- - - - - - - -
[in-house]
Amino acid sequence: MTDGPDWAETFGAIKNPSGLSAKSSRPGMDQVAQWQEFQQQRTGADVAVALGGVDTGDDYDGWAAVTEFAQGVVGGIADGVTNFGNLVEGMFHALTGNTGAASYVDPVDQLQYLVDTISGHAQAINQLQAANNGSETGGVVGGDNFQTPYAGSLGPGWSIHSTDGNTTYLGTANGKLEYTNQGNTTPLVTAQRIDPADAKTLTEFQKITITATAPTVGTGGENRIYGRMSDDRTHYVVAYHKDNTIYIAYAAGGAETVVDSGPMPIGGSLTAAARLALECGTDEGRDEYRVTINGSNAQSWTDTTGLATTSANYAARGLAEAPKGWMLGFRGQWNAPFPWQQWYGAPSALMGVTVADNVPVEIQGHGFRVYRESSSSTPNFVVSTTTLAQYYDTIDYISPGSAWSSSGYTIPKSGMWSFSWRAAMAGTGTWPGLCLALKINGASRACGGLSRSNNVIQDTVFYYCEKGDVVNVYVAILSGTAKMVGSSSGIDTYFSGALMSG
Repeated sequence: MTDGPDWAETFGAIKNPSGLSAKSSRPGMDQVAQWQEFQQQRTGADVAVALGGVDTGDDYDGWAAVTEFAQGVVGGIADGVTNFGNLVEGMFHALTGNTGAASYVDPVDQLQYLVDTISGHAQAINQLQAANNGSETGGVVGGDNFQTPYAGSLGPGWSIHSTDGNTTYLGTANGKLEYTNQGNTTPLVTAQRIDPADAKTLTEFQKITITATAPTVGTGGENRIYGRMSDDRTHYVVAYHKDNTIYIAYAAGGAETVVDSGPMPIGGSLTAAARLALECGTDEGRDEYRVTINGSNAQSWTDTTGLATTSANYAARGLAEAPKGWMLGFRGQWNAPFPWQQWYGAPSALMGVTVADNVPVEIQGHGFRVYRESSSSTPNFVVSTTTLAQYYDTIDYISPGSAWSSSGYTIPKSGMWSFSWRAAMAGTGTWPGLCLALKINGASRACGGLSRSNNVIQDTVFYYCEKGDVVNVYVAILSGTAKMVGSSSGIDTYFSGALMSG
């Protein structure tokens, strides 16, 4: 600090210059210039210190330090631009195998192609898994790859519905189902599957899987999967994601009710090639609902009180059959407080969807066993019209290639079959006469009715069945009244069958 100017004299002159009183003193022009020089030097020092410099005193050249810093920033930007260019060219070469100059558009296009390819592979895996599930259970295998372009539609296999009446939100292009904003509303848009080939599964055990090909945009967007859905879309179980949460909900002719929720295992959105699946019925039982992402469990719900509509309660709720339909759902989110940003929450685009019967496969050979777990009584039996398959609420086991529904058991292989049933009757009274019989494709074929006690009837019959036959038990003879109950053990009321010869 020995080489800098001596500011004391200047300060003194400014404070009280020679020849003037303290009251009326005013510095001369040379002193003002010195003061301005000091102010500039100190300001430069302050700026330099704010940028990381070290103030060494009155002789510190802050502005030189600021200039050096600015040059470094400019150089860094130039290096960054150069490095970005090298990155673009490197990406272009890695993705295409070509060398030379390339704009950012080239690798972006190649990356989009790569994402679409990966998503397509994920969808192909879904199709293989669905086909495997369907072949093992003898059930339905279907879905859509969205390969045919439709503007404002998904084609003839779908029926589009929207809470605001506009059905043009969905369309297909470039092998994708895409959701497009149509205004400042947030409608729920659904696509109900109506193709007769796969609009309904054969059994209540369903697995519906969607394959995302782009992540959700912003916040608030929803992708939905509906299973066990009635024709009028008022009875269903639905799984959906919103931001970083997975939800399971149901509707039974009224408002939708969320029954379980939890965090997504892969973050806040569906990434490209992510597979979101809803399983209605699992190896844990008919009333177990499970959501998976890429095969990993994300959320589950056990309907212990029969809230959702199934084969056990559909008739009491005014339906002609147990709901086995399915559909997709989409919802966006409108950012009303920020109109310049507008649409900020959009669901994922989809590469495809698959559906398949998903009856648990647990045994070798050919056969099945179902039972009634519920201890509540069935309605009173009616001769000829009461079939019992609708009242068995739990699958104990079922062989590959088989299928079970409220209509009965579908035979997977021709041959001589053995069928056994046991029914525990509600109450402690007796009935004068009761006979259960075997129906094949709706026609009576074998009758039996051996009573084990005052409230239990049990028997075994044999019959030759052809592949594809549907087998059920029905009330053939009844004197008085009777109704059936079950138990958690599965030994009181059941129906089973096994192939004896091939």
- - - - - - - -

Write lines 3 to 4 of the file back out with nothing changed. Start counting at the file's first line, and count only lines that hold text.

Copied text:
Repeated sequence: MTDGPDWAETFGAIKNPSGLSAKSSRPGMDQVAQWQEFQQQRTGADVAVALGGVDTGDDYDGWAAVTEFAQGVVGGIADGVTNFGNLVEGMFHALTGNTGAASYVDPVDQLQYLVDTISGHAQAINQLQAANNGSETGGVVGGDNFQTPYAGSLGPGWSIHSTDGNTTYLGTANGKLEYTNQGNTTPLVTAQRIDPADAKTLTEFQKITITATAPTVGTGGENRIYGRMSDDRTHYVVAYHKDNTIYIAYAAGGAETVVDSGPMPIGGSLTAAARLALECGTDEGRDEYRVTINGSNAQSWTDTTGLATTSANYAARGLAEAPKGWMLGFRGQWNAPFPWQQWYGAPSALMGVTVADNVPVEIQGHGFRVYRESSSSTPNFVVSTTTLAQYYDTIDYISPGSAWSSSGYTIPKSGMWSFSWRAAMAGTGTWPGLCLALKINGASRACGGLSRSNNVIQDTVFYYCEKGDVVNVYVAILSGTAKMVGSSSGIDTYFSGALMSG
């Protein structure tokens, strides 16, 4: 600090210059210039210190330090631009195998192609898994790859519905189902599957899987999967994601009710090639609902009180059959407080969807066993019209290639079959006469009715069945009244069958 100017004299002159009183003193022009020089030097020092410099005193050249810093920033930007260019060219070469100059558009296009390819592979895996599930259970295998372009539609296999009446939100292009904003509303848009080939599964055990090909945009967007859905879309179980949460909900002719929720295992959105699946019925039982992402469990719900509509309660709720339909759902989110940003929450685009019967496969050979777990009584039996398959609420086991529904058991292989049933009757009274019989494709074929006690009837019959036959038990003879109950053990009321010869 020995080489800098001596500011004391200047300060003194400014404070009280020679020849003037303290009251009326005013510095001369040379002193003002010195003061301005000091102010500039100190300001430069302050700026330099704010940028990381070290103030060494009155002789510190802050502005030189600021200039050096600015040059470094400019150089860094130039290096960054150069490095970005090298990155673009490197990406272009890695993705295409070509060398030379390339704009950012080239690798972006190649990356989009790569994402679409990966998503397509994920969808192909879904199709293989669905086909495997369907072949093992003898059930339905279907879905859509969205390969045919439709503007404002998904084609003839779908029926589009929207809470605001506009059905043009969905369309297909470039092998994708895409959701497009149509205004400042947030409608729920659904696509109900109506193709007769796969609009309904054969059994209540369903697995519906969607394959995302782009992540959700912003916040608030929803992708939905509906299973066990009635024709009028008022009875269903639905799984959906919103931001970083997975939800399971149901509707039974009224408002939708969320029954379980939890965090997504892969973050806040569906990434490209992510597979979101809803399983209605699992190896844990008919009333177990499970959501998976890429095969990993994300959320589950056990309907212990029969809230959702199934084969056990559909008739009491005014339906002609147990709901086995399915559909997709989409919802966006409108950012009303920020109109310049507008649409900020959009669901994922989809590469495809698959559906398949998903009856648990647990045994070798050919056969099945179902039972009634519920201890509540069935309605009173009616001769000829009461079939019992609708009242068995739990699958104990079922062989590959088989299928079970409220209509009965579908035979997977021709041959001589053995069928056994046991029914525990509600109450402690007796009935004068009761006979259960075997129906094949709706026609009576074998009758039996051996009573084990005052409230239990049990028997075994044999019959030759052809592949594809549907087998059920029905009330053939009844004197008085009777109704059936079950138990958690599965030994009181059941129906089973096994192939004896091939």